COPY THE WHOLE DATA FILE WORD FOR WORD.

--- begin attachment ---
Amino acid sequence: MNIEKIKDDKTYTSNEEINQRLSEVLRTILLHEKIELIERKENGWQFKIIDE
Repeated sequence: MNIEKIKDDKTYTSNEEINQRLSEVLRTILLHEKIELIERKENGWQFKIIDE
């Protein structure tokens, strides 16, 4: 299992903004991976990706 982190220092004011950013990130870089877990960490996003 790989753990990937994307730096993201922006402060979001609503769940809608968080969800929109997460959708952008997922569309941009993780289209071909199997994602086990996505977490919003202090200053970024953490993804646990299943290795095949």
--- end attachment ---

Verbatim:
Amino acid sequence: MNIEKIKDDKTYTSNEEINQRLSEVLRTILLHEKIELIERKENGWQFKIIDE
Repeated sequence: MNIEKIKDDKTYTSNEEINQRLSEVLRTILLHEKIELIERKENGWQFKIIDE
């Protein structure tokens, strides 16, 4: 299992903004991976990706 982190220092004011950013990130870089877990960490996003 790989753990990937994307730096993201922006402060979001609503769940809608968080969800929109997460959708952008997922569309941009993780289209071909199997994602086990996505977490919003202090200053970024953490993804646990299943290795095949």